Saturday, 21 April 2012

The Woolly Mammoth

Greetings Adventurers!

Today we're going to talk about the mighty Woolly Mammoth!

Here is one I drew myself. Many people don't know this but there were many different species of Mammoth, the one pictured above is perhaps the most well known and iconic: Mammuthus primigenius. Found in North America, Europe and Northern Asia during the Pleistocene epoch of the Quaternary Period. That is just a technical way to say that it lived 1.8 million years ago until about 3,700 years ago. 

These animals are often thought to be ancestors to the modern Elephants (Asian: Loxodonta maximus & African: Loxodonta africana) but they are actually more of a close cousin. 
Order Proboscidea Evolution

Mammoths lived in a cold environment with little running water and lots of snow. To cope with this climate they had shaggy hair which cold grow up to 50cm long with a shorter woolly coat underneath for insulation. They also had short tails and small ears to minimise heat loss. Their skin was like that of a modern elephant: thick and leathery, with the addition of a 7-8cm thick layer of blubber. One of the defining features of the Mammoth is of course the huge tusks, long and curved they were used for defence and to sweep the snow off the plants they ate. Due to the size and weight of these tusks, Mammoths developed a muscular support at the back of their head giving rise to the distinctive hump above the shoulders which may also have contained a fat store. Mammoths also had a distinctive shape to the tip of their trunk, they were bi-lobed, meaning the two tips were the same length, whereas modern elephants have one lobe which is much bigger than the other. How do we know so much? Mummified remains of course!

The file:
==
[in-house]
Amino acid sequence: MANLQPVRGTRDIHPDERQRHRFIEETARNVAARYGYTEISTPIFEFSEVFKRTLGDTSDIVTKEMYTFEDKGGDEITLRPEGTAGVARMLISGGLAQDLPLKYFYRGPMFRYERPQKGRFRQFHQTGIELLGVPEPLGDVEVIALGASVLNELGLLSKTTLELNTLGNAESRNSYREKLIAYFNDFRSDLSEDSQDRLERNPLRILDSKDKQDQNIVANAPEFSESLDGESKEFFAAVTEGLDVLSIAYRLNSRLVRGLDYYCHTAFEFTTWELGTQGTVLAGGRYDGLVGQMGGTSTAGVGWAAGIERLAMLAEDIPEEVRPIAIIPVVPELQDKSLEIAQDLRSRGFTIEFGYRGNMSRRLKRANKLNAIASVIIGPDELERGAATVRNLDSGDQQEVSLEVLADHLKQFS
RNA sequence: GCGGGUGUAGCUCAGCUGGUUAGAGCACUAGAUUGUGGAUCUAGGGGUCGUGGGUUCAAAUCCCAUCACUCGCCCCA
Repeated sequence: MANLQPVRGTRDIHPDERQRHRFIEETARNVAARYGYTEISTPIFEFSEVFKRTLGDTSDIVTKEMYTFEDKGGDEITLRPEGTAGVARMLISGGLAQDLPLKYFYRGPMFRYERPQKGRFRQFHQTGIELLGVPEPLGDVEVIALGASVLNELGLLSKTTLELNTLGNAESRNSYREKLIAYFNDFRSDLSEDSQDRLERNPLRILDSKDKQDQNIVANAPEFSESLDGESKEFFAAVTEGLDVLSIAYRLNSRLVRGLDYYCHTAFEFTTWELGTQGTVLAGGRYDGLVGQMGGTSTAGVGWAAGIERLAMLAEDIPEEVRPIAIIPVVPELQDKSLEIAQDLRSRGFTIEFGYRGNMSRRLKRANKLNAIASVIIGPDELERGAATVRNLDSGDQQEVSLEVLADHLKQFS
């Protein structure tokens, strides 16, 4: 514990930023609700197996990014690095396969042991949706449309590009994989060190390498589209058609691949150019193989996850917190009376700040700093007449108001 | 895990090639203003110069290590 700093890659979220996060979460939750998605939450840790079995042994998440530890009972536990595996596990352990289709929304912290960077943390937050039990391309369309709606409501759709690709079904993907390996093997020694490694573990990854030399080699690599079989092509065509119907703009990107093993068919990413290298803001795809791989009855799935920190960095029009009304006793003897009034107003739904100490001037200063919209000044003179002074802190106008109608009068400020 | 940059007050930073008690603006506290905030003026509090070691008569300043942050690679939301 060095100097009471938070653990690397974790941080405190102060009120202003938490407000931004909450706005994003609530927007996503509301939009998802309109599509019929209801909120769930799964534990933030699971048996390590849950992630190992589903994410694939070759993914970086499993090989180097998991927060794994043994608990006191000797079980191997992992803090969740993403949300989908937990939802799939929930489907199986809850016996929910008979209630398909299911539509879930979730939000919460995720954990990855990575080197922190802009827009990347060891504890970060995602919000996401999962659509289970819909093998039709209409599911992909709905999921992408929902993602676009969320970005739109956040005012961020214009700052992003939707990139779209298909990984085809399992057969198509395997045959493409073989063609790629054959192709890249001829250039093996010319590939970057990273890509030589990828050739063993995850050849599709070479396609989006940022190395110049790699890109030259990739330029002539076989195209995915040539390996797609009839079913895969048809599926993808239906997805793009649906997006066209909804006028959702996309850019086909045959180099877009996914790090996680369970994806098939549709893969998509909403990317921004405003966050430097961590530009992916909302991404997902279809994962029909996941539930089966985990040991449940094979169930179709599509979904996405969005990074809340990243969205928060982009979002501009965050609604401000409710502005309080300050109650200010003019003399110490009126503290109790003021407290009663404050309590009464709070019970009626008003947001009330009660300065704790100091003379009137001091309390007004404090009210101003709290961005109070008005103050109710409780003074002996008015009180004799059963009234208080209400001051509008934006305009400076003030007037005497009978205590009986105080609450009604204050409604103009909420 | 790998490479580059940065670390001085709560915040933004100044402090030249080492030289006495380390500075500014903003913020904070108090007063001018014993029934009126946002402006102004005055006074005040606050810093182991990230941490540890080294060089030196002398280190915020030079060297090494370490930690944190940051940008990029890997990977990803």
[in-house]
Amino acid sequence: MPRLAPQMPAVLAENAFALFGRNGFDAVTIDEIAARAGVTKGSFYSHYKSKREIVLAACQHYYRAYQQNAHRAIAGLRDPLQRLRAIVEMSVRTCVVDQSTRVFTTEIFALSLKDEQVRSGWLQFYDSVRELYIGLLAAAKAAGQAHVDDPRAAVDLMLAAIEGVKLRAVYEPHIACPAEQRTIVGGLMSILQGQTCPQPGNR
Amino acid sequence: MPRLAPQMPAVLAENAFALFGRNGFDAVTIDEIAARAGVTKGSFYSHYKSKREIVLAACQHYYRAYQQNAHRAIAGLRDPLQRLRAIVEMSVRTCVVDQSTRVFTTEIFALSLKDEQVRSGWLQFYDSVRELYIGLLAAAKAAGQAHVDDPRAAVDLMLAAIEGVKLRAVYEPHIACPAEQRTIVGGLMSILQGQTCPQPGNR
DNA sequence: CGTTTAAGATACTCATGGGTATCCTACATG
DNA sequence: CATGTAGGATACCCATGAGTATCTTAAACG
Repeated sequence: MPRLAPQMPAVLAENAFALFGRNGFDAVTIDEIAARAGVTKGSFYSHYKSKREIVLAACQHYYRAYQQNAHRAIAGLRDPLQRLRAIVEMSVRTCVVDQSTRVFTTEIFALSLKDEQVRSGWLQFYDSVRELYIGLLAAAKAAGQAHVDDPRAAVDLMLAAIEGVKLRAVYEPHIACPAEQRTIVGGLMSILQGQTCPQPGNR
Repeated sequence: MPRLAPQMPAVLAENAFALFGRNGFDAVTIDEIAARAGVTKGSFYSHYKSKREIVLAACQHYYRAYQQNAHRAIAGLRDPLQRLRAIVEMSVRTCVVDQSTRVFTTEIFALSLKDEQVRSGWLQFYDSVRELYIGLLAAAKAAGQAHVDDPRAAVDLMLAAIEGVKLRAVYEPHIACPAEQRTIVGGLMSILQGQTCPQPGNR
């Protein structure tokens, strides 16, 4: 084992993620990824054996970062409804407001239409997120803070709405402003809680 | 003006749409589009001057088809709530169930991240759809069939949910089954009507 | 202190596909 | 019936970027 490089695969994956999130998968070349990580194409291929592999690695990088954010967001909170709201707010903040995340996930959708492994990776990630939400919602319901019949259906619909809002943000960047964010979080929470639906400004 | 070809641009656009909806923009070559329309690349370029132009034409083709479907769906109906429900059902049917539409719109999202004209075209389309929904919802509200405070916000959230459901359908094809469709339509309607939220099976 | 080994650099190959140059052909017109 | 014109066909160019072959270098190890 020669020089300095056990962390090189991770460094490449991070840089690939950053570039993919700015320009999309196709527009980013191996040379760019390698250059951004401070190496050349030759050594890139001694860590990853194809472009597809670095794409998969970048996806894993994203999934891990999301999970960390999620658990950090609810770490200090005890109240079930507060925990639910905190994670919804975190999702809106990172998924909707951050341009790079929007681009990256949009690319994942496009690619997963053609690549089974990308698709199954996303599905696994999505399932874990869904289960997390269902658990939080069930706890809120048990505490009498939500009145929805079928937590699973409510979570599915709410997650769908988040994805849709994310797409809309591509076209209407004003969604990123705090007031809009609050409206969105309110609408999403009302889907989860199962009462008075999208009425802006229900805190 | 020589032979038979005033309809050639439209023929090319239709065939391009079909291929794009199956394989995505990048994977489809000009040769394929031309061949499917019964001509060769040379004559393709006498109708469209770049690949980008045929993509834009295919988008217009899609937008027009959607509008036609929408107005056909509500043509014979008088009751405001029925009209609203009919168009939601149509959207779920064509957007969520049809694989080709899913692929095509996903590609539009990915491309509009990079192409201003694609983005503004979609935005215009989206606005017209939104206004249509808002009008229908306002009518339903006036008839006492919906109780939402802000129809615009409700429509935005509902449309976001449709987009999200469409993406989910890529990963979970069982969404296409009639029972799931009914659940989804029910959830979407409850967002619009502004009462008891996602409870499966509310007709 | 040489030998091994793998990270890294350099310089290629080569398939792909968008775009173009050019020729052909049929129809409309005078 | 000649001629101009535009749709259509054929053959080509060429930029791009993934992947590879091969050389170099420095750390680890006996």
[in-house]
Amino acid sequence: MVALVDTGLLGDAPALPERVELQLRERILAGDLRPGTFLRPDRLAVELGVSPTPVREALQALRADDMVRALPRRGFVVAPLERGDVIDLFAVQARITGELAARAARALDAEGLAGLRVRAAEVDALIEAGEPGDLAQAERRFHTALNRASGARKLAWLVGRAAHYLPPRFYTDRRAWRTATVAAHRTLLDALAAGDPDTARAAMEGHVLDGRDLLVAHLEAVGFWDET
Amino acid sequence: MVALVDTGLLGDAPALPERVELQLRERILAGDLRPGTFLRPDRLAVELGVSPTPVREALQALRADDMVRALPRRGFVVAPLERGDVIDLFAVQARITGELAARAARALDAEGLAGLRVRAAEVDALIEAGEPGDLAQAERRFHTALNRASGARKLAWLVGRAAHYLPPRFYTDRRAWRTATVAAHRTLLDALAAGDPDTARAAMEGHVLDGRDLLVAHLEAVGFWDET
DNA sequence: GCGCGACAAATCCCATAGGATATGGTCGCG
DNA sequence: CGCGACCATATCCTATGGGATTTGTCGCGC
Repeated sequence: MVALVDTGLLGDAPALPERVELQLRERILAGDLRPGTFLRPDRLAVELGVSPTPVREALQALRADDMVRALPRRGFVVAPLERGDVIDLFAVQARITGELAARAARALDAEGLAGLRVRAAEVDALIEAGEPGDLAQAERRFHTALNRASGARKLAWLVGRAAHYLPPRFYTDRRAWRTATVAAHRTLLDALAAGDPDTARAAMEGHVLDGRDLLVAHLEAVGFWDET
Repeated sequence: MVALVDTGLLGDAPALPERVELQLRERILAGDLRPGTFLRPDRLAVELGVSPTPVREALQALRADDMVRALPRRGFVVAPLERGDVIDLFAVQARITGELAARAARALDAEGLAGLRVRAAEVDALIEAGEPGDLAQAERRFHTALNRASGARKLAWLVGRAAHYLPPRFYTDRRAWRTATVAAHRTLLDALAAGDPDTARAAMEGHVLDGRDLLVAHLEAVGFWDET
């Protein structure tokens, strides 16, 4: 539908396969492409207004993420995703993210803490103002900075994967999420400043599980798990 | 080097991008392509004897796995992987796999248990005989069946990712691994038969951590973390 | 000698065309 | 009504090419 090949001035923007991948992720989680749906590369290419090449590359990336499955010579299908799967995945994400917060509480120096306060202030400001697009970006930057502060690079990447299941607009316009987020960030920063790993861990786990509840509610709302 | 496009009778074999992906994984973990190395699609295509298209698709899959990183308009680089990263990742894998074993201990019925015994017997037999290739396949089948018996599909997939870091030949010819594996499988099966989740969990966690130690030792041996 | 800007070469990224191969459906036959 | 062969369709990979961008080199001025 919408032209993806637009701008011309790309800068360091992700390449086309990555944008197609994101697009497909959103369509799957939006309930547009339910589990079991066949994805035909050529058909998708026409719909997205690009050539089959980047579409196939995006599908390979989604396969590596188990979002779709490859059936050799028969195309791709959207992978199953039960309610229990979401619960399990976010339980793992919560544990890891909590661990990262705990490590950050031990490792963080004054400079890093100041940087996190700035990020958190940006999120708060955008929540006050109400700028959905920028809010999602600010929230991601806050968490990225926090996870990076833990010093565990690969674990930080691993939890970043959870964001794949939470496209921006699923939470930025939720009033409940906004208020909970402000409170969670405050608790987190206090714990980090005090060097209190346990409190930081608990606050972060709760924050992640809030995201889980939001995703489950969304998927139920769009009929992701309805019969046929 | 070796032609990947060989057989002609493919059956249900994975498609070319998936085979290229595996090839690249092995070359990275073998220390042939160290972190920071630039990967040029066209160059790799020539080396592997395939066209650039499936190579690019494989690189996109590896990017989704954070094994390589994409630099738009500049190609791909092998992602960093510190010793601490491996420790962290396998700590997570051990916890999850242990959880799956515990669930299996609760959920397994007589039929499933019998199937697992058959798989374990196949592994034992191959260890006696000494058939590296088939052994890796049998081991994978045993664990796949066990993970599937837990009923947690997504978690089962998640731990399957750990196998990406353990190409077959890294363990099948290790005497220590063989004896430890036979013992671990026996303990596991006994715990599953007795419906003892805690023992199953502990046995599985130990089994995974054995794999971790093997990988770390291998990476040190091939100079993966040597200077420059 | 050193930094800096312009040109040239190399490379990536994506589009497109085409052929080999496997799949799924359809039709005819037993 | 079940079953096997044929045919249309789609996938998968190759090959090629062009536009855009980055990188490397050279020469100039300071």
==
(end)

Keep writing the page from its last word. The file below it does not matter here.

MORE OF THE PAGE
Mummified mammoths are more common than you would believe. Due to the terrain in which they lived it would seem that conditions were perfect for mummification. Most are found in the permafrost in Siberia.

Why did they go extinct?
A question many have been asking, and as yet nobody can say for sure. It was most likely a combination of climate change and our own wonderful ancestors the early Hominids. Being so well adapted to one environment can be a disaster when it begins to change, and then a relatively small primate learns to hunt you quite effectively and it's not long before the mammoths begin to disappear.

I hope that this has been interesting as well as informative (and correct). If you would like to know more details about this subject then here are a few papers and books:

  • Species specific responses of Late Quaternary megafauna to climate and humans. Nature 479, 359-365. 2011 Lorenzen, E.D. et al.
  • Last straw versus Blitzkrieg overkill: Climate-Driven changes in the Arctic Siberian mammoth population and the Late Pleistocene extinction problem. Quaternary Science Reviews 30, 2309-2328. 2011 Nikolskiy, P.A. et al.
  • The Cambridge Encyclopedia of Human Evolution. Cambridge University Press, UK. 1992.
See you next time!

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